Too Hot to Handle

I didn’t start cooking until I moved into my first apartment. My mom doesn’t like to cook and when I became a vegetarian at 16, the few things she could cook became out of bounds for me.  She had 2 cookbooks all the time I was growing up, Joy of Cooking and The Betty Crocker Cookie Book.  So I wasn’t surprised when she gave me a copy of Joy when I set up my first kitchen.  It wasn’t too useful for a beginning vegetarian so it was joined quickly by Enchanted Broccoli Forest and Laurel’s Kitchen.

I didn’t cook with too many exotic ingredients back then – nothing even remotely “different” made its way into my mom’s kitchen so I didn’t have any experience with the out-of-the-ordinary. I don’t remember the first time I cooked with a jalapeno or any other hot pepper, but it’s been at least 30+ years and now they are a staple at our house.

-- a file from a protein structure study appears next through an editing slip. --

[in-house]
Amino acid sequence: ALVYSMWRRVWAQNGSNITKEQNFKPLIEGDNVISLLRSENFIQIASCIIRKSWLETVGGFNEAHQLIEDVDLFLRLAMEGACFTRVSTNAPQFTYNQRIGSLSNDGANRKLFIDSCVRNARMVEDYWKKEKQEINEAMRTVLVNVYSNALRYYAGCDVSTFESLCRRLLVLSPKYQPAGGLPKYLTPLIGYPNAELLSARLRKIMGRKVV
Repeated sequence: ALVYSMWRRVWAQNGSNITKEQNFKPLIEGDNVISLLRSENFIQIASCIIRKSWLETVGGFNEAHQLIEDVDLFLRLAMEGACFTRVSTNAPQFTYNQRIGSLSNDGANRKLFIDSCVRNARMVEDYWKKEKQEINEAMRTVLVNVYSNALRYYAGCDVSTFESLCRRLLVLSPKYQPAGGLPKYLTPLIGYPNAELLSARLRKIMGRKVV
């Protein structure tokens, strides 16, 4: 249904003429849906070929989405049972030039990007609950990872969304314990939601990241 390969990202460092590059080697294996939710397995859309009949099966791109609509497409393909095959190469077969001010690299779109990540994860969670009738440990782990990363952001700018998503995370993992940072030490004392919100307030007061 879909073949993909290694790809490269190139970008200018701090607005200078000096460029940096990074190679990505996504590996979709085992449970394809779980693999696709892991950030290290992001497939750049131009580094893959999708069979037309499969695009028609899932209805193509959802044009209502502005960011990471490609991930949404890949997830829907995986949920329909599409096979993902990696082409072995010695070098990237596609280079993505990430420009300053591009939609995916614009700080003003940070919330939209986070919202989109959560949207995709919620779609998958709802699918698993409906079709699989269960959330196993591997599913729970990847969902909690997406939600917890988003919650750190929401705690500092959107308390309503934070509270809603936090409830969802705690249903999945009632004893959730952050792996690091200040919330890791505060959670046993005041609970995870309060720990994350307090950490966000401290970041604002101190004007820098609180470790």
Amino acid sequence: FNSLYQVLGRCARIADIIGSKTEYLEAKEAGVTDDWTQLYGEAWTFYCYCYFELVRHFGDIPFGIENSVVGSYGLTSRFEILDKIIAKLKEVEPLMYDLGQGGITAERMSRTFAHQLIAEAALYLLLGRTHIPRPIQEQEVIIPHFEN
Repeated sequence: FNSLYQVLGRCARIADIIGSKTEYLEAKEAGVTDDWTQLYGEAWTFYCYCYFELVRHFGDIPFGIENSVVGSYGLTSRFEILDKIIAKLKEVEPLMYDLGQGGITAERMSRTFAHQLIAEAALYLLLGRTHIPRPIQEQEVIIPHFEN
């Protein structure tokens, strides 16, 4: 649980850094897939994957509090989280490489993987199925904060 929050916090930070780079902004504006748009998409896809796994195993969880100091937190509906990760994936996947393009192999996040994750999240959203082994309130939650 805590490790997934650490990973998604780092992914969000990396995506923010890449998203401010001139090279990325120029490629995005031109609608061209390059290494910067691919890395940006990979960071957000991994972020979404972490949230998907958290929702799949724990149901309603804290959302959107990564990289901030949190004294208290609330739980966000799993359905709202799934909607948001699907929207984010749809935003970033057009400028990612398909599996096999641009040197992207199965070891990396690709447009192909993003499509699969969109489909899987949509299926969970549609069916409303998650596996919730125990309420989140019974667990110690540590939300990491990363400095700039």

So you would think that I know better by now about handling hot peppers. Just one Mucho Nacho (a type of jalapeno).  I cut the seeds and inner veins out, thinking about the capsicum all the while.  Then I apparently turned my brain off, because after I dumped the peppers into the pan, I just kept working instead of washing my hands.  Within 10 minutes I had touched my lips in two places, licked a finger and gotten the juice under my thumbnail as well.  Paper towel soaked in milk helped the lips, held the thumb in the milk for 5 minutes and then drank the rest.  Aaaahhhhh.

What lesson do you wish you would learn? Or took you too long to learn?

 And does anybody need a hot pepper or two on Sunday???

26 thoughts on “Too Hot to Handle”

  1. Procrastination is my cryptonite.

    You would think that I would learn that there are just some things I won’t want to do “later” any more than I do “now”.

    Just when I think I’m winning that battle (dangerous in itself, because this lulls me into a foolish sense I’ve already done something), WHAM!